Critical deadlines are looming to renew funding for transportation projects, but there are differing approaches to the problem in the House and Senate, and different committee structures for dealing with the issue. That may explain some campaign fundraising disparities as well.
In the Senate, the Environment and Public Works committee handles transportation, but shares jurisdiction over the subject with two other committees, Banking and Commerce. Over in the House, though, all the transportation action is with the Transportation & Infrastructure committee. So perhaps it’s not surprising that the House committee’s leadership is far more reliant on the transportation and construction sectors for campaign cash than its counterparts with the Senate Environment and Public Works panel. Especially since that House committee wants to provide more cash for a longer period of time.
According to our analysis of data from the Center for Responsive Politics, leadership of the House Transportation and Infrastructure committee has received more than a quarter of its total campaign and PAC money from the transportation and construction sectors since 2005, compared to less than five percent received from those sectors by its leadership counterparts on the Senate environment and public works panel.
The transportation issue isn’t garnering the headlines of, say, health care or global warming legislation, but it’s the subject of intense jockeying on Capitol Hill, and the clock is ticking. Federal funding authorization for surface projects like roads, bridges, and rails is set to expire at the end of September, after a six-year run, in theory requiring Congress to reauthorize the program — separate from the stimulus program — for the next six years. However, the highway trust fund providing cash for those projects is set to run dry even earlier — around Labor Day.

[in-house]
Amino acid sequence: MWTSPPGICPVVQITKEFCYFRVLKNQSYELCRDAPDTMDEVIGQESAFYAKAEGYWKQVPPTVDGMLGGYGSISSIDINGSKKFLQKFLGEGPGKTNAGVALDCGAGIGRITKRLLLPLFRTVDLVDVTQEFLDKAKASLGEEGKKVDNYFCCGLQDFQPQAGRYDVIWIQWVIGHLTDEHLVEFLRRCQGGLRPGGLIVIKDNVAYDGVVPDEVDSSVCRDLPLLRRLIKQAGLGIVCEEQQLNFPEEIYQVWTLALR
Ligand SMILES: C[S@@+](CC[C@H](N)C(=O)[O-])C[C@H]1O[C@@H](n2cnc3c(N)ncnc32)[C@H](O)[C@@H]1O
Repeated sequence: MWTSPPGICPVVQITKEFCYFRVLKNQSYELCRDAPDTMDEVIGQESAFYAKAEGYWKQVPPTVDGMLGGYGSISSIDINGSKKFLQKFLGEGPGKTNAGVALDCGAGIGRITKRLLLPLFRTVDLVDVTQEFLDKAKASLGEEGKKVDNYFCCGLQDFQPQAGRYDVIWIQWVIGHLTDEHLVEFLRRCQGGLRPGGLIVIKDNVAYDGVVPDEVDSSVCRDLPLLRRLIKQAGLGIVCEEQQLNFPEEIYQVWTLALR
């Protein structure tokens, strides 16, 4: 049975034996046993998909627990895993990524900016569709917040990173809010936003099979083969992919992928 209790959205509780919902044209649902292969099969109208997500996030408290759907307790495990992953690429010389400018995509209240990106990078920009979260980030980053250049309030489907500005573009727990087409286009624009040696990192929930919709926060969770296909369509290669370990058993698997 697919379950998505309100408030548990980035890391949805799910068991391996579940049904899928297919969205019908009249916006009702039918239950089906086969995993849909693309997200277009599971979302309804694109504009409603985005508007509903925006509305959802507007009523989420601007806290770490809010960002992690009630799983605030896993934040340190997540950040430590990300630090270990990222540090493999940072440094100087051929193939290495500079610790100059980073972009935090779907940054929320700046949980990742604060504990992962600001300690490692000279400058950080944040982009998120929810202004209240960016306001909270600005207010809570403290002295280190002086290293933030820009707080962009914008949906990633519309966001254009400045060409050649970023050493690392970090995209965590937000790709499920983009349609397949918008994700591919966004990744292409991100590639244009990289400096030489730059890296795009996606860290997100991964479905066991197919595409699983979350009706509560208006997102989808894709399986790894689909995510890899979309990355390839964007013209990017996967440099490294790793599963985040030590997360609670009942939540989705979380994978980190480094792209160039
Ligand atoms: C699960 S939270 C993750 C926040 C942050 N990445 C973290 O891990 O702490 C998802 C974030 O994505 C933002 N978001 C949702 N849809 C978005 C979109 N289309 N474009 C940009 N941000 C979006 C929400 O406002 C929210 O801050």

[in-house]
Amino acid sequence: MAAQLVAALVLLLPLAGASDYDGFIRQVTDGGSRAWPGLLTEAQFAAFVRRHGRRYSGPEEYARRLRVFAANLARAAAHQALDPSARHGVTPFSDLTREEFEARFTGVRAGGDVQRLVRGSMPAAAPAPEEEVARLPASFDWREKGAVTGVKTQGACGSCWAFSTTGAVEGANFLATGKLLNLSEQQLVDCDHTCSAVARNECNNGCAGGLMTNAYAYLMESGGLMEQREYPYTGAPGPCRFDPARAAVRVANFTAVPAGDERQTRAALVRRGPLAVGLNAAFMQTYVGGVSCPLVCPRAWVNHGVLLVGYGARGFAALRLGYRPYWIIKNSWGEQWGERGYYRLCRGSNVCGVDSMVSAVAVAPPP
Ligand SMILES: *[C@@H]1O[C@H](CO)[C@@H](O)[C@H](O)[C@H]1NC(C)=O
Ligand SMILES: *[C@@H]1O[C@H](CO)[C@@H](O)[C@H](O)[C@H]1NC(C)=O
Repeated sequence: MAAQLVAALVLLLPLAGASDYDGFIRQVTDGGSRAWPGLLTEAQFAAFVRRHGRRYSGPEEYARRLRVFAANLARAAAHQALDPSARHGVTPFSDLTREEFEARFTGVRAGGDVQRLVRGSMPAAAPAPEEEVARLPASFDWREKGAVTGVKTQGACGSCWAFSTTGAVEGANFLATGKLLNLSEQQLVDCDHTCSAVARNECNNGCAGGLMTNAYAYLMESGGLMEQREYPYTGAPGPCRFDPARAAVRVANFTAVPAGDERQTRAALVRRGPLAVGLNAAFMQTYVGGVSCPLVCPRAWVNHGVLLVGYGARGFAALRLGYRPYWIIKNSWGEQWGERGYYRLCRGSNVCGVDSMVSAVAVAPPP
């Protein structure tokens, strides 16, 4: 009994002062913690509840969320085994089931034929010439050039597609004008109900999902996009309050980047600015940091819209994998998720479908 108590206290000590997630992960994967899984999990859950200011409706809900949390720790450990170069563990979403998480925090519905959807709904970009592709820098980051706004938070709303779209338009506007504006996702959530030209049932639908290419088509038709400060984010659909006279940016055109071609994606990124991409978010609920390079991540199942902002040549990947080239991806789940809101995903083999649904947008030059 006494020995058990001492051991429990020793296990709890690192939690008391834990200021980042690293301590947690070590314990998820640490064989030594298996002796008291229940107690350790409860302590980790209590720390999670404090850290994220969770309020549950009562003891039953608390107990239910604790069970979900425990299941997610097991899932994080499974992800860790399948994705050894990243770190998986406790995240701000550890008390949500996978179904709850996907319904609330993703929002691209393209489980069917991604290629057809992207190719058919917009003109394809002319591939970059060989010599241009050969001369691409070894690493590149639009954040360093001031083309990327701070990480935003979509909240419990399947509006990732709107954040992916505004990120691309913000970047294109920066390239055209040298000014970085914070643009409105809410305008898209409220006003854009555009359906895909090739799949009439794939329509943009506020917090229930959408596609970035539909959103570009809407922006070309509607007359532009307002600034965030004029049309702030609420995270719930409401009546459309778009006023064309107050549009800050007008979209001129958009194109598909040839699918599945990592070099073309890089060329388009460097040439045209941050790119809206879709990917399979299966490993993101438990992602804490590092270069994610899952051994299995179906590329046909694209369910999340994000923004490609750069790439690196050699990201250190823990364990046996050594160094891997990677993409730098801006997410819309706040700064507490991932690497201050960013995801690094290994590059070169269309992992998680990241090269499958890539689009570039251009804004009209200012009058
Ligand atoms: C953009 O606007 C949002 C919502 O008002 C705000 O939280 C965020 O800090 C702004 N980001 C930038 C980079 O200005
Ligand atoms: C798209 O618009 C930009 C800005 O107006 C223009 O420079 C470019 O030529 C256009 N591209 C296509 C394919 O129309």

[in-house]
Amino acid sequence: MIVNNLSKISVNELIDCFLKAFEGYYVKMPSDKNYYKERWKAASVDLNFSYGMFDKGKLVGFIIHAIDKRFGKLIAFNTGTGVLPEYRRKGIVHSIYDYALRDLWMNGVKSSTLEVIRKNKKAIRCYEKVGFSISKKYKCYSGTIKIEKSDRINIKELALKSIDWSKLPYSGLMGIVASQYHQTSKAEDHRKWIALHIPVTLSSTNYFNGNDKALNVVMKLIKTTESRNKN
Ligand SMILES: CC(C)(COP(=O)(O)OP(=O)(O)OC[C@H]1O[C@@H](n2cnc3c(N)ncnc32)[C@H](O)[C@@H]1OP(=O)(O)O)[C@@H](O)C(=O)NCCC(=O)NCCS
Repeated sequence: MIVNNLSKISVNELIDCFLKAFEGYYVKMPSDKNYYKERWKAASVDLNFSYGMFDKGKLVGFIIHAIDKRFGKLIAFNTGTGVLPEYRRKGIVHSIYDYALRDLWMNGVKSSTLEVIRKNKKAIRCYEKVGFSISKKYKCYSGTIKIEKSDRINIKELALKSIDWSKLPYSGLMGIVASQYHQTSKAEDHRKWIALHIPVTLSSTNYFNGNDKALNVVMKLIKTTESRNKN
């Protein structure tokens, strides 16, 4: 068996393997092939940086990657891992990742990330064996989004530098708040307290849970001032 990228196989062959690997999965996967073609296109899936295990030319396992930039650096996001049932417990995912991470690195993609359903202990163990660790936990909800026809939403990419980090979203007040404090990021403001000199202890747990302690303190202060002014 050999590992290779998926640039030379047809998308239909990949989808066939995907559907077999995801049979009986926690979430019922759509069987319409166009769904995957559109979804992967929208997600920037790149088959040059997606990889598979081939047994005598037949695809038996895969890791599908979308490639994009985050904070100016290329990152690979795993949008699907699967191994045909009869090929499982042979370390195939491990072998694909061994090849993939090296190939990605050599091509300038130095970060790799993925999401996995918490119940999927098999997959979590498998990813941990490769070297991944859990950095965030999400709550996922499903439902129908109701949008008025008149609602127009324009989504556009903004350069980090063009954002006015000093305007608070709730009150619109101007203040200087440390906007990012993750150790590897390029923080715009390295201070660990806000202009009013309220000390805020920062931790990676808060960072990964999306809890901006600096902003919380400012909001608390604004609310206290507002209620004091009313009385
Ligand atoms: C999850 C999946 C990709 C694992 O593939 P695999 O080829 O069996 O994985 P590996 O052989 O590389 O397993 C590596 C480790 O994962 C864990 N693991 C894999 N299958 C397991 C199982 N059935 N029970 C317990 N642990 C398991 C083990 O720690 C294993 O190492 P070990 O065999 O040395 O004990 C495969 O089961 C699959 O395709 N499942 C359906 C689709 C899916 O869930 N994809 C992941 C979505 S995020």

Instead of drafting a six-year reauthorization, the Senate environment panel passed an 18-month extension of existing law last week — an extension that requires an additional $20 billion to shore up the highway trust fund. Passing the extension theoretically puts off the question of a larger reauthorization bill off until after the midterm elections. Chairwoman Barbara Boxer, a California Democrat, following the lead of the Obama administration, called the extension “the responsible thing to do.”
But over in the House transportation committee, ranking minority member John Mica, a Florida Republican, charges that the Senate action goes back on an agreement to move on his committee’s admittedly more expensive bill — a full, six-year reauthorization. Mica blasted the Senate panel’s 18-month extension as “a betrayal of the code that we work under in the Congress.” Both Boxer, up for reelection next year, and the White House seem loathe to raise the gas tax, which would be required to pay for the House version of the bill.
The House transportation committee has ramped up its rhetoric in recent weeks to emphasize the job creation opportunities presented by its bill. Committee leaders donned hardhats and shovels in the committee room upon release of the bill, while chairman James Oberstar, a Minnesota Democrat, directed frustrations at the White House, labeling the president’s economic advisers as out of touch with America’s workforce.
Late last week, Oberstar’s committee called representatives from the transportation and construction industries to testify on high unemployment rates and the need for a new bill to provide funding certainty for long-term projects. Those groups figure to keep applying the heat for swift passage of a long-term reauthorization, not a brief extension. Many, including the American Trucking Association and the U.S. Chamber of Commerce, are even supporting a gas tax increase to get it done.The tug of war will continue this week. The Senate Commerce committee takes up its own portion of the extension Tuesday, while House leaders will testify before the Ways & Means committee Thursday on alternate ways to pay for their plan.
Help support this work
Public Integrity doesn’t have paywalls and doesn’t accept advertising so that our investigative reporting can have the widest possible impact on addressing inequality in the U.S. Our work is possible thanks to support from people like you.